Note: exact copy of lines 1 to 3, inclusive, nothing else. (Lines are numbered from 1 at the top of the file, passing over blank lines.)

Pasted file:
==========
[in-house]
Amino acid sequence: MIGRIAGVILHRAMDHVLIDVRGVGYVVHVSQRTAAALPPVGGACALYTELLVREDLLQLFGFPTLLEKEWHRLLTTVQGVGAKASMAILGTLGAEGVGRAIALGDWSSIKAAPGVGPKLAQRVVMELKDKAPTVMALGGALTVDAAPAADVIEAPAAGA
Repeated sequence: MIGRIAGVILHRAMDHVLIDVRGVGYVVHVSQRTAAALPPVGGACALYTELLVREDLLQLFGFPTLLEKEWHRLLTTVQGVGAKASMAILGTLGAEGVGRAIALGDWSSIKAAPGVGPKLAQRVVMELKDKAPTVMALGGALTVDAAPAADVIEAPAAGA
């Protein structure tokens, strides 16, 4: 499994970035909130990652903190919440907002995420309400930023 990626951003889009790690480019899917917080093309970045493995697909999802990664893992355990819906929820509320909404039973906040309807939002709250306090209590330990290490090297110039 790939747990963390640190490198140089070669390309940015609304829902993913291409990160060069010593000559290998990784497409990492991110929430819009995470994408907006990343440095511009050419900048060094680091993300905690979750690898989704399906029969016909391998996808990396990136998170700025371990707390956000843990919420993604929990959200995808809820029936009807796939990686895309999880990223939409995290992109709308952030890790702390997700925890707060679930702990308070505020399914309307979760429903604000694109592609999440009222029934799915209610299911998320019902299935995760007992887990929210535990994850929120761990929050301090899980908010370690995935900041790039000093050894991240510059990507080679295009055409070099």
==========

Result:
[in-house]
Amino acid sequence: MIGRIAGVILHRAMDHVLIDVRGVGYVVHVSQRTAAALPPVGGACALYTELLVREDLLQLFGFPTLLEKEWHRLLTTVQGVGAKASMAILGTLGAEGVGRAIALGDWSSIKAAPGVGPKLAQRVVMELKDKAPTVMALGGALTVDAAPAADVIEAPAAGA
Repeated sequence: MIGRIAGVILHRAMDHVLIDVRGVGYVVHVSQRTAAALPPVGGACALYTELLVREDLLQLFGFPTLLEKEWHRLLTTVQGVGAKASMAILGTLGAEGVGRAIALGDWSSIKAAPGVGPKLAQRVVMELKDKAPTVMALGGALTVDAAPAADVIEAPAAGA